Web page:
If fashion is a religion, one of its sacred shrines is an emporium that takes up a whole city block on Manhattan’s Fifth Avenue, a store so venerated by devotees that a celebrated New Yorker cartoon had one matron confess to another, “I want my ashes scattered over Bergdorf’s.”
Still overseen by the descendants of the same family that began it in 1901, Bergdorf Goodman, to give the place its official name, is the kind of store both its shoppers and the designers whose clothes sell there view as next door to addictive.
The epitome of luxury and priced to match, Bergdorf’s has been called everything from a hymn to consumer capitalism to the store with the most discerning clientele in the world, the kind of place where a $6,000 pair of heels is so in demand the shoe salon can’t keep them in stock. More than all that, as portrayed in the sparkling documentary Scatter My Ashes at Bergdorf’s, its story is an engaging one.
Though partly funded by one of the descendants of the store’s founder, director Matthew Miele has made a lively, clever, fast-moving film that isn’t overly reverential about its subject. It examines such matters as the store’s legendary personal shoppers and display windows so significant that Giorgio Armani claims when he comes to New York “the first thing I want to know is what’s in the window.”
Armani is far from the only big-name designer Miele counts among his more than 175 interviews. Karl Lagerfeld, shoe king Manolo Blahnik, Marc Jacobs, the twins Ashley and Mary-Kate Olsen and Michelle Obama favorite Jason Wu add weight to Isaac Mizrahi’s statement that clothes that are not at Bergdorf’s are clothes without a future.
Given how many celebrities have made Bergdorf’s their home away from home, it’s not surprising that we hear stories about them. Like the time Elizabeth Taylor ordered custom-made mink earmuffs for her entire Christmas list. Or the day John Lennon and Yoko Ono ordered 70 fur coats for their Christmas giving, a splurge that would have cost them $2.5 million at today’s prices.
Andrew Goodman, who inherited the store from his father and engineered its rise to prominence, considers the people who shopped there to be clients, not customers. One of the store’s trademarks is its use of personal shoppers, a team of crack salespeople who can earn comfortable six-figure incomes helping the rich and famous decide what to buy.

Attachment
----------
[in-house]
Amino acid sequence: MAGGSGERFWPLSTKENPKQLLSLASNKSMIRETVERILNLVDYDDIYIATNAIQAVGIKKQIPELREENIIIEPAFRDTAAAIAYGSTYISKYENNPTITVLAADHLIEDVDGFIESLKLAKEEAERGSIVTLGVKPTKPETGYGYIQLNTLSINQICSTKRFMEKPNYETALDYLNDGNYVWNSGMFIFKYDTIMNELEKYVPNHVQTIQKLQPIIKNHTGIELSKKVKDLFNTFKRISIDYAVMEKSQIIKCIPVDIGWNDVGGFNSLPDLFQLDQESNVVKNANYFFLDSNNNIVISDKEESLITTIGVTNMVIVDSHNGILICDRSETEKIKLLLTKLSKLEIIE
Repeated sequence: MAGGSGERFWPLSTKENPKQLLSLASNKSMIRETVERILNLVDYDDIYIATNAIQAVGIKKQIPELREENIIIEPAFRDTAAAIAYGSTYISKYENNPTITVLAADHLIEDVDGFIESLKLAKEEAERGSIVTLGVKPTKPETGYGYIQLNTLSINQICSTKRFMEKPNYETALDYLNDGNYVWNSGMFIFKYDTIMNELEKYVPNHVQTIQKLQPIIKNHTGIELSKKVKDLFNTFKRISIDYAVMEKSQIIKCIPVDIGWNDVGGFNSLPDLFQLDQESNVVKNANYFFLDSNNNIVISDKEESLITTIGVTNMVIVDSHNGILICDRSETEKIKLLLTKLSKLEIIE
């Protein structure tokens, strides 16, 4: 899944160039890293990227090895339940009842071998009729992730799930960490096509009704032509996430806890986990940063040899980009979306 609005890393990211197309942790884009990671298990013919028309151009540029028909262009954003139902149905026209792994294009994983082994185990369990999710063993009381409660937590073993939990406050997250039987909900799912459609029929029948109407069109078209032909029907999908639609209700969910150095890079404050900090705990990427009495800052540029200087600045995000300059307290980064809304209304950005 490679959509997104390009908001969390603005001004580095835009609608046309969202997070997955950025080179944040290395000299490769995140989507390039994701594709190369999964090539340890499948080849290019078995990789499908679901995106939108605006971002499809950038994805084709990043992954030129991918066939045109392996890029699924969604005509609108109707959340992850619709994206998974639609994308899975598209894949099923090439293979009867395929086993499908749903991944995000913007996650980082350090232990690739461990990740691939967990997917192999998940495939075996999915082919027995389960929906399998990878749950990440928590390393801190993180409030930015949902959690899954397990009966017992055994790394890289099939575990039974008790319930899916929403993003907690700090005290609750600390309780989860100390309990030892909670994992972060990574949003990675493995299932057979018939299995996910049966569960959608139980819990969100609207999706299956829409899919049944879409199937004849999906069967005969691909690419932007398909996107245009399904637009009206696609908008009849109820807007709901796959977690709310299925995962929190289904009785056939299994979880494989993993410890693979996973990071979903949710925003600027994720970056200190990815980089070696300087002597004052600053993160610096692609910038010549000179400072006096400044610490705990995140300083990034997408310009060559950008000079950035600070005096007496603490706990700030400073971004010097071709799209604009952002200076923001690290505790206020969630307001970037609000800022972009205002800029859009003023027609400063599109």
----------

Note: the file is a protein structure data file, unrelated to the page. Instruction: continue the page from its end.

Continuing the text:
Lest you think this is a job for sycophants, the film introduces the tart-tongued “honest to a fault” Betty Halbreich, who takes charge of your buying experience in the most no-nonsense way. “I don’t hate,” she says, dismissing rumors to that effect. “Dislike? Yes.”
Also explored are the roles played by the store’s fashion directors, the gatekeepers who decide which designers are ready for BG prime time. The by-now hugely successful Michael Kors, for example, was discovered by fashion director Dawn Mello, who spied him dressing a window right across the street from the Bergdorf block.
We see Mello’s successor, Linda Fargo, managing to be charming, approachable and decisive as she weighs whether young designer Ally Hilfiger, the daughter of the celebrated Tommy, is ready for the store. “It’s like a marriage,” Fargo says. “You don’t enter into it lightly.”
Though filmmaker Miele races all over the Bergdorf experience, the heart of the film, the narrative thread he returns to over and over, is the overwhelming amount of work put into the store’s signature moment, its Christmas windows.
Focusing on the 2011 windows, all created around a “Carnival of the Animals” theme, the film follows designer David Hoey as he visits artists’ showrooms and pulls all the elements together. Hoey’s idea for his work is to satisfy everyone, from children to sophisticates. “I want the windows to be perceived as hallucinations,” Hoey says, the ideal entry point for a store that is the center of so many fashion dreams.